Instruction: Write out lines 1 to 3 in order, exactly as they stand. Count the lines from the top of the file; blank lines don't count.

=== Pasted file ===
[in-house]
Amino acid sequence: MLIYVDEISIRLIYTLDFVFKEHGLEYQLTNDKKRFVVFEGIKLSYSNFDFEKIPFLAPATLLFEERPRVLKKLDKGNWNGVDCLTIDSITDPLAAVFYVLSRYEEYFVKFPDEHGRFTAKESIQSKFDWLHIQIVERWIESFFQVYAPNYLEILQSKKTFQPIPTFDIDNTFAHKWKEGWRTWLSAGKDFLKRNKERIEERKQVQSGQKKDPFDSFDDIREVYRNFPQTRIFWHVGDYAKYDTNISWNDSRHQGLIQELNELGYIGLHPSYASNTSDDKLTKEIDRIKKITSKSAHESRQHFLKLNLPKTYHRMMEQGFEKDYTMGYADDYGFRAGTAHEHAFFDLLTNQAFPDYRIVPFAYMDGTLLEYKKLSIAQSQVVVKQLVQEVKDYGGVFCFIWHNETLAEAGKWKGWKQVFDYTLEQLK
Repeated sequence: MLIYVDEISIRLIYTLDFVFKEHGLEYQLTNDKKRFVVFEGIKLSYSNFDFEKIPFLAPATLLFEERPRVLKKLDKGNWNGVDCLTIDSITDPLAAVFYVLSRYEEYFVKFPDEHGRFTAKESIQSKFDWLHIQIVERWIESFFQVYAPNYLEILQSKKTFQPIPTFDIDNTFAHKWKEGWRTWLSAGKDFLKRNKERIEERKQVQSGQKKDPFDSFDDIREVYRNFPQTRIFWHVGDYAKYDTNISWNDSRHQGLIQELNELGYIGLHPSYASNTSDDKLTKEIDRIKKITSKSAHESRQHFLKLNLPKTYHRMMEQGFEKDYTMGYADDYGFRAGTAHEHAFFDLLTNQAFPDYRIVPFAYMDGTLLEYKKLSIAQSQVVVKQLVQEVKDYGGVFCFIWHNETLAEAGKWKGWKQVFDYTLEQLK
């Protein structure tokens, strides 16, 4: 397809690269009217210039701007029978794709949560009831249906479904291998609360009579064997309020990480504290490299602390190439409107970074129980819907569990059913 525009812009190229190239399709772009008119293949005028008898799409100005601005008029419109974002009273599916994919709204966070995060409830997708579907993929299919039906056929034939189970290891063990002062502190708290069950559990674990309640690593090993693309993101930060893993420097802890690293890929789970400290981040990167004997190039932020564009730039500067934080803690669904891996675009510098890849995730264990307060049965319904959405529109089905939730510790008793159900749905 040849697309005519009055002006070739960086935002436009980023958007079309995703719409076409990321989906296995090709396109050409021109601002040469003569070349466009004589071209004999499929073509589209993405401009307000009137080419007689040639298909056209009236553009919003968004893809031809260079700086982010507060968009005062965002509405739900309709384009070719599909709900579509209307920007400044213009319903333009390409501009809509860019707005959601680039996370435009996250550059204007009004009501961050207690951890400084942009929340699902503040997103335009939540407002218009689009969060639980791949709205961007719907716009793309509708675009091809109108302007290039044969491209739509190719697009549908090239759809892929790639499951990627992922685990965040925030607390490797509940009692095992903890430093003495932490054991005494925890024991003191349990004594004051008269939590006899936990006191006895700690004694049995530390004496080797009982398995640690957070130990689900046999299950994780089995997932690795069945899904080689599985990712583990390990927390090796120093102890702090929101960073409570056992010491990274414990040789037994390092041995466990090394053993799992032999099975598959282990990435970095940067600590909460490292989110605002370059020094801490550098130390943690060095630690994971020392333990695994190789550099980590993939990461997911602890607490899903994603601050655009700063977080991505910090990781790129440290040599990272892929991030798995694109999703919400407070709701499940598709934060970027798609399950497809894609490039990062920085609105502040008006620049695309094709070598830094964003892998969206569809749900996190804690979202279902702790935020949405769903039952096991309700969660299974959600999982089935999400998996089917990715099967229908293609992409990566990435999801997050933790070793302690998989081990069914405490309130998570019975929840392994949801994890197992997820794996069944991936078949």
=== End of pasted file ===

[in-house]
Amino acid sequence: MLIYVDEISIRLIYTLDFVFKEHGLEYQLTNDKKRFVVFEGIKLSYSNFDFEKIPFLAPATLLFEERPRVLKKLDKGNWNGVDCLTIDSITDPLAAVFYVLSRYEEYFVKFPDEHGRFTAKESIQSKFDWLHIQIVERWIESFFQVYAPNYLEILQSKKTFQPIPTFDIDNTFAHKWKEGWRTWLSAGKDFLKRNKERIEERKQVQSGQKKDPFDSFDDIREVYRNFPQTRIFWHVGDYAKYDTNISWNDSRHQGLIQELNELGYIGLHPSYASNTSDDKLTKEIDRIKKITSKSAHESRQHFLKLNLPKTYHRMMEQGFEKDYTMGYADDYGFRAGTAHEHAFFDLLTNQAFPDYRIVPFAYMDGTLLEYKKLSIAQSQVVVKQLVQEVKDYGGVFCFIWHNETLAEAGKWKGWKQVFDYTLEQLK
Repeated sequence: MLIYVDEISIRLIYTLDFVFKEHGLEYQLTNDKKRFVVFEGIKLSYSNFDFEKIPFLAPATLLFEERPRVLKKLDKGNWNGVDCLTIDSITDPLAAVFYVLSRYEEYFVKFPDEHGRFTAKESIQSKFDWLHIQIVERWIESFFQVYAPNYLEILQSKKTFQPIPTFDIDNTFAHKWKEGWRTWLSAGKDFLKRNKERIEERKQVQSGQKKDPFDSFDDIREVYRNFPQTRIFWHVGDYAKYDTNISWNDSRHQGLIQELNELGYIGLHPSYASNTSDDKLTKEIDRIKKITSKSAHESRQHFLKLNLPKTYHRMMEQGFEKDYTMGYADDYGFRAGTAHEHAFFDLLTNQAFPDYRIVPFAYMDGTLLEYKKLSIAQSQVVVKQLVQEVKDYGGVFCFIWHNETLAEAGKWKGWKQVFDYTLEQLK